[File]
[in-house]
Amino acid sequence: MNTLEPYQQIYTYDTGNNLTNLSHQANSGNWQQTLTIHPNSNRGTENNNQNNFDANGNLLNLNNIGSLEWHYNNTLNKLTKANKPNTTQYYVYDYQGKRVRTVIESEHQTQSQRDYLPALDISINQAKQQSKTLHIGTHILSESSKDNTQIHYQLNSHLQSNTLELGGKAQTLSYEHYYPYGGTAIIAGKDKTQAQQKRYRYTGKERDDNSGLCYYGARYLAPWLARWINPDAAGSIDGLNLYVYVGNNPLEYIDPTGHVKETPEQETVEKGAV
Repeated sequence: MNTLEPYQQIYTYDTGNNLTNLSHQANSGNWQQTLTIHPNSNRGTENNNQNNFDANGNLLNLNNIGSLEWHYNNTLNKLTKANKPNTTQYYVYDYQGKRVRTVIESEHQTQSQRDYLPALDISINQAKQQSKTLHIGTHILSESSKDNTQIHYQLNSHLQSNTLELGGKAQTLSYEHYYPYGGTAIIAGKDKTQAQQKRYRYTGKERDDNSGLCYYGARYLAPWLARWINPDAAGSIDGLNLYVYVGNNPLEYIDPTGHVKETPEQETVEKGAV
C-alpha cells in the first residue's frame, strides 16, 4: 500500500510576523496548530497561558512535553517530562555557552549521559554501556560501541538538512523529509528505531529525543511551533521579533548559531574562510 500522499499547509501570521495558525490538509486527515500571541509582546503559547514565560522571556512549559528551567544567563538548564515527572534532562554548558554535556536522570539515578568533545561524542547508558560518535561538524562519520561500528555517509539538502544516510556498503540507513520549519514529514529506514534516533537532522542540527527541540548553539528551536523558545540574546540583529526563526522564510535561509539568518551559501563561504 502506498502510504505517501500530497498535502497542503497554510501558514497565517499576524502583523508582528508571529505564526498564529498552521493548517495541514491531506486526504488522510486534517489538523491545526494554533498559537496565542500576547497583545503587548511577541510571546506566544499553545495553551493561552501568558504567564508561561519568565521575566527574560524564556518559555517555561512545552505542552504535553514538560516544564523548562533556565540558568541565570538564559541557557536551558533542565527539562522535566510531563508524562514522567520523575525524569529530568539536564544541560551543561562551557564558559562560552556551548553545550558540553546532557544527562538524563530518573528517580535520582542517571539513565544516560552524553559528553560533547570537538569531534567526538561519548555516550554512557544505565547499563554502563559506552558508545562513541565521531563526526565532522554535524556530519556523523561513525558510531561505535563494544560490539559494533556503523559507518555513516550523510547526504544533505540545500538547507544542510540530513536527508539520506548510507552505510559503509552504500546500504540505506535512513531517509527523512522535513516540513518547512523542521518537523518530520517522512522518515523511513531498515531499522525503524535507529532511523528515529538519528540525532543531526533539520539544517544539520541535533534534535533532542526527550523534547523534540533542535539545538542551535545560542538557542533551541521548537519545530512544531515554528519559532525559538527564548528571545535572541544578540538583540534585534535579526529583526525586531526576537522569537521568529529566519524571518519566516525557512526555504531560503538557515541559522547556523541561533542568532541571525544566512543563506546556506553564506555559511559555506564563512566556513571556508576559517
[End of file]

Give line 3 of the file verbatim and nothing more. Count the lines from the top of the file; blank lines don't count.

Repeated sequence: MNTLEPYQQIYTYDTGNNLTNLSHQANSGNWQQTLTIHPNSNRGTENNNQNNFDANGNLLNLNNIGSLEWHYNNTLNKLTKANKPNTTQYYVYDYQGKRVRTVIESEHQTQSQRDYLPALDISINQAKQQSKTLHIGTHILSESSKDNTQIHYQLNSHLQSNTLELGGKAQTLSYEHYYPYGGTAIIAGKDKTQAQQKRYRYTGKERDDNSGLCYYGARYLAPWLARWINPDAAGSIDGLNLYVYVGNNPLEYIDPTGHVKETPEQETVEKGAV